|Posted: May 24, 2004, 1:53 am - IP Logged|
The value of a lottery ticket is equal to the chance of winning multiplied by the average prize.
For example: A straight draw Pick-3 ticket has a 0.001 chance of winning, and the prize is $500 (in Illinois, anyway). Multiplying 0.001 by $500 gives a ticket value of 50 cents. Thus, when you buy a $1 straight draw Pick-3 ticket, you are paying a dollar for something with a value of only 50 cents. It's worth noting that both the Box-3 and the Box-6 tickets are only worth 48 cents; so, even though your odds of winning with a straight ticket are lower, the straight ticket is the better buy.
If you play MegaMillions (and exclude the jackpot, because it skews everything horribly), you have a 0.023399189557 chance of winning, and the average prize is $7.82. Multiplying these values gives a ticket value of 18 cents. Thus, when you buy a $1 MegaMillions ticket, you are paying a dollar for something with a value of only 18 cents (excluding the jackpot).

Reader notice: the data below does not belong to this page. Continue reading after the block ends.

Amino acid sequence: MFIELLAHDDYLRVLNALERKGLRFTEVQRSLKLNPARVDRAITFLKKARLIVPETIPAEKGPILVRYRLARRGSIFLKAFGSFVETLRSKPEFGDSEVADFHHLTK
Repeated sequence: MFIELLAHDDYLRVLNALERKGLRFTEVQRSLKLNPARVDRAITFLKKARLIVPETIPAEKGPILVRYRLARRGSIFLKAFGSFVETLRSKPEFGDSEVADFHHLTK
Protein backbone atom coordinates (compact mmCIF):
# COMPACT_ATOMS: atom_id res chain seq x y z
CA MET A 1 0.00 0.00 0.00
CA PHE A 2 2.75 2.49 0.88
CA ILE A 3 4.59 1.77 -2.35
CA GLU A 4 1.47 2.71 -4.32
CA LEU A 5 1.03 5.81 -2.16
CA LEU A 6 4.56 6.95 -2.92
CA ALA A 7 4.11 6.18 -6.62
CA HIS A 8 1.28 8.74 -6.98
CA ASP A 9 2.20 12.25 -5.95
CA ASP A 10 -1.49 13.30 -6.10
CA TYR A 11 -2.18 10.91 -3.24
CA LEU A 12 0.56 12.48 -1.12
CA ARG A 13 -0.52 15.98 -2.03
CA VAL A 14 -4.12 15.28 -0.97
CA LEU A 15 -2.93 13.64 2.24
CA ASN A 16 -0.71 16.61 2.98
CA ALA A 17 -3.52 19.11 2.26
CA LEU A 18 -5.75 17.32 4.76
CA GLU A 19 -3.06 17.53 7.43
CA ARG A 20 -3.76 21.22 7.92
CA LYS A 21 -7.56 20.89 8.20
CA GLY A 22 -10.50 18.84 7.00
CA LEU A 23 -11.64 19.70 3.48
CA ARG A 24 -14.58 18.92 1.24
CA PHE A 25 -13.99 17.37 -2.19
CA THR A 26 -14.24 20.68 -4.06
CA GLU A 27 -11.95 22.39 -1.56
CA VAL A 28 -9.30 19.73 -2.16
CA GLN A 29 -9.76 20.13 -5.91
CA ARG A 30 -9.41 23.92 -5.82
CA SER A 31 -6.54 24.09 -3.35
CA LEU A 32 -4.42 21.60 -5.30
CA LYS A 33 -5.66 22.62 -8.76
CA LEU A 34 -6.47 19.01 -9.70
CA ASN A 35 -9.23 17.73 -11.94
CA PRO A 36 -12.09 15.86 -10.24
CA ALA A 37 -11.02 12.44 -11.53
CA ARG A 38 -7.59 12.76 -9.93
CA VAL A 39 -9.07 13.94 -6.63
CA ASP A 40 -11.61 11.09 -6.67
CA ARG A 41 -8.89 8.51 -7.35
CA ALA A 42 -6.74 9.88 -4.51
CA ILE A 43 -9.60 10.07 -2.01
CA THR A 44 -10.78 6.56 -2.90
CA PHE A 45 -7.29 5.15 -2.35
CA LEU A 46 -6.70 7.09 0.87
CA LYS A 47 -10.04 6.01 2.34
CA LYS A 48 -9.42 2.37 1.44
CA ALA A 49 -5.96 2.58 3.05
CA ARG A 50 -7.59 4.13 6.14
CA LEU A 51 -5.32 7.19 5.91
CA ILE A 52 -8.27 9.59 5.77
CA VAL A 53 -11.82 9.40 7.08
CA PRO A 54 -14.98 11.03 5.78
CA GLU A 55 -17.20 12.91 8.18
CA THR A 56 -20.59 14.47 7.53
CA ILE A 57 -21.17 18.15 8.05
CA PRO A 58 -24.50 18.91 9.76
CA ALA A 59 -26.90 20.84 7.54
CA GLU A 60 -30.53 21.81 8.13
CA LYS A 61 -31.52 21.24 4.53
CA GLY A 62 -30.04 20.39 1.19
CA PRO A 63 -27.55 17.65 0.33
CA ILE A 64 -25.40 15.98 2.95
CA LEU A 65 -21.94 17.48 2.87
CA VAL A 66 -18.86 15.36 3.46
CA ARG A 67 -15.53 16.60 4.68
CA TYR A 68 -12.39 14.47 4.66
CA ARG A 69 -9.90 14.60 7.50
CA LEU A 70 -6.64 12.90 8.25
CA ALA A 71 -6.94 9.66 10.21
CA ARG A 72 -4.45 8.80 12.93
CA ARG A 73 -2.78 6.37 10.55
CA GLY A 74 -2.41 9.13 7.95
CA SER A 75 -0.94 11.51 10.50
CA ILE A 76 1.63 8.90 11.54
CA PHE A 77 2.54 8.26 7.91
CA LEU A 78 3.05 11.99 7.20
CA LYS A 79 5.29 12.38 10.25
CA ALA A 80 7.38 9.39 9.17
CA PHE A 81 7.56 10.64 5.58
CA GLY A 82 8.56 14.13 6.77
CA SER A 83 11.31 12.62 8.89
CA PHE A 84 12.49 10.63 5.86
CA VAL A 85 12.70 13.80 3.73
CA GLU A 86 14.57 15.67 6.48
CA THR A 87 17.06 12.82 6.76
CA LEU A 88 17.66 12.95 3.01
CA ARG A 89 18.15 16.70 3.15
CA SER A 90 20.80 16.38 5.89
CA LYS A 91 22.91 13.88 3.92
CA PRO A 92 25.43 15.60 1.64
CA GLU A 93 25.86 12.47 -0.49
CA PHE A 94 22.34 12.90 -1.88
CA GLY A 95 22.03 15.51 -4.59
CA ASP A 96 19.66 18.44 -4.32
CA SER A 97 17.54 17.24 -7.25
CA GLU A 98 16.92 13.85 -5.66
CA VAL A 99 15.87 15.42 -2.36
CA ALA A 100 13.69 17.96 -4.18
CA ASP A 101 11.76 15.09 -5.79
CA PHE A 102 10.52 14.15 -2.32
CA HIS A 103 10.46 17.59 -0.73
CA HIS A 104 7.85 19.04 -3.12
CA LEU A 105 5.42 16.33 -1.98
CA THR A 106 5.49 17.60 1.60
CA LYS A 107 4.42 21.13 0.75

This does not mean it is foolish to play the lottery altogether; but it does mean that it's foolish to play the lottery for anything other than a major win. As Prof. Daverman said: Don't play to win, play for the dream of winning.
Where n is equal to the number of tickets bought, the odds of winning in the MegaMillions lottery is given by 1 - [(1 - 0.023399196957)^n]